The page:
franchise

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franchise,

in government, a right specifically conferred on a group or individual by a government, especially the privilege conferred by a municipality on a corporation of operating public utilities, such as electricity, telephone, and bus services. Franchises may not be revoked without the consent of the grantee unless so stipulated in the contract. They may, however, be forfeited by the grantee's violation of terms, and the government may take back granted rights by eminent domain proceedings with tender of just compensation. Franchise provisions usually include tenure; compensation to the grantor; the services, rates, and extensions; labor and strike regulations; capitalization; and reversion to the grantor.

The term franchise also refers to a type of business in which a group or individual receives a license from a corporation to conduct a commercial enterprise. Corporate franchises enable a franchisee to market a well-known product or service in return for an initial fee and a percentage of gross receipts. The franchiser usually provides assistance with merchandising and advertising. Major franchise networks, which have grown rapidly in the United States since the 1960s, include fast-food restaurants, gasoline stations, motels, automobile dealerships, and real-estate agencies, and the system has expanded into many other fields.

In politics, the franchise is the right conferred on an individual to vote. In the United States, the states, with some restrictions by the U.S. Constitution, govern the qualifications of voters. By the Fourteenth and Fifteenth amendments, states were forbidden to deny suffrage to male residents over 21 years of age "on account of race, color, or previous condition of servitude." The Nineteenth Amendment conferred suffrage upon women, and the Twenty-sixth Amendment lowered the voting age to 18. See votingvoting,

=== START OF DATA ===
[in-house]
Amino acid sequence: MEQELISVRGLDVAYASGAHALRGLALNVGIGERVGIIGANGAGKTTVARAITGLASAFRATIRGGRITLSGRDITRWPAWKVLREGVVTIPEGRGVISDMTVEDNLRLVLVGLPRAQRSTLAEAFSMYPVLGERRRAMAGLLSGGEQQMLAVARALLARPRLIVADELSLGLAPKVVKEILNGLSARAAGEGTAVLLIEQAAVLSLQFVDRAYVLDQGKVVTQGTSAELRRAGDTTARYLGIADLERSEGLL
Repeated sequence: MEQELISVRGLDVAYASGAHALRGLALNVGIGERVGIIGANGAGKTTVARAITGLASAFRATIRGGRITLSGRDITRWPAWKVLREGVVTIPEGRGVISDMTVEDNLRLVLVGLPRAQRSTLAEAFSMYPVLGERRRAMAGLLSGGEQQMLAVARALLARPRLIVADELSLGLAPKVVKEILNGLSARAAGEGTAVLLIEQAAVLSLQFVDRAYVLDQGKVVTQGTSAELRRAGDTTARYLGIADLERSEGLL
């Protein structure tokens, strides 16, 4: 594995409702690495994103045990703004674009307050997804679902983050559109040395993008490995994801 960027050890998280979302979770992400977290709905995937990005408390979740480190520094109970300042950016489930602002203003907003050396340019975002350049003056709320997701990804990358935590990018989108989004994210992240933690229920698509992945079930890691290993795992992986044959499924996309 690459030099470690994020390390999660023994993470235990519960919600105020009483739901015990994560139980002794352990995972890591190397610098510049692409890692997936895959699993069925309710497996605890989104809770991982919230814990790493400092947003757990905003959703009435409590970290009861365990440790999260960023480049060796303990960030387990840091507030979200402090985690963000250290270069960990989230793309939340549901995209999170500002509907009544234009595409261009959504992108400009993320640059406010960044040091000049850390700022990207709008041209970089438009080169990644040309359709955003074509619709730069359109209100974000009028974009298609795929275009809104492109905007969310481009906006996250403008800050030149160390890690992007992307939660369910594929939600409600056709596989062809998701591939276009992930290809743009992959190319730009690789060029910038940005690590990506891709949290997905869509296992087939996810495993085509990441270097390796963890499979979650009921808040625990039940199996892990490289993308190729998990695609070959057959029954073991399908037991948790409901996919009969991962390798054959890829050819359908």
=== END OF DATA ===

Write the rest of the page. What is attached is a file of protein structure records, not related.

method of registering collective approval or disapproval of a person or a proposal. The term generally refers to the process by which citizens choose candidates for public office or decide political questions submitted to them.
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Bibliography

See C. Williamson, American Suffrage from Property to Democracy, 1760–1860 (1960, repr. 1968); C. L. Vaughn, Franchising (1974).

The Columbia Electronic Encyclopedia™ Copyright © 2013, Columbia University Press. Licensed from Columbia University Press. All rights reserved. www.cc.columbia.edu/cu/cup/

franchise

1. the right to vote, esp for representatives in a legislative body; suffrage
2. any exemption, privilege, or right granted to an individual or group by a public authority, such as the right to use public property for a business
3. Commerce authorization granted by a manufacturing enterprise to a distributor to market the manufacturer's products
4. the full rights of citizenship
5. Films a film that is or has the potential to be part of a series and lends itself to merchandising
Collins Discovery Encyclopedia, 1st edition © HarperCollins Publishers 2005
References in periodicals archive ?
There's definitely no big man worthy of being called a franchise player in this pool.
I was watching a major sporting event recently and the commentator kept referring to one of the athletes as a "franchise player." Wanting to know exactly what this description meant, I did what we all do nowadays--I looked it up on Wikipedia: The Great Wiki said a "franchise player" is an athlete who is riot simply the best player on the team, but a player that the team can build its "franchise" (team or business) around for the foreseeable future.
A franchise player is a special category for restricted and unrestricted free agents.
Both are talented, but pale in comparison to other NBA players who show promise and potential to be franchise players.
NLEX signed up coach Yeng Guiao, Star and Rain or Shine swapping franchise players in Paul Lee and James Yap while bottom-feeding teams like Blackwater nabbing promising rookies.
In addition to the 17 nationally contracted players, CSA will also offer 12 top-up contracts for aspiring franchise players, who can be regarded as potential Proteas in the future.
Franchise players like Doerr come along only every so often, which is what makes them franchise players.
Players' salaries are expected to continue their dramatic rise in value, retirement benefits are expected to improve and teams will now (http://www.sportingnews.com/nba/news/nba-cba-deal-details-2017-collective-bargaining-agreement-draft/1o74zpaprw2rf1stvslqj412ze) have the ability to offer large, extra-lucrative contract extensions to their so-called "franchise players."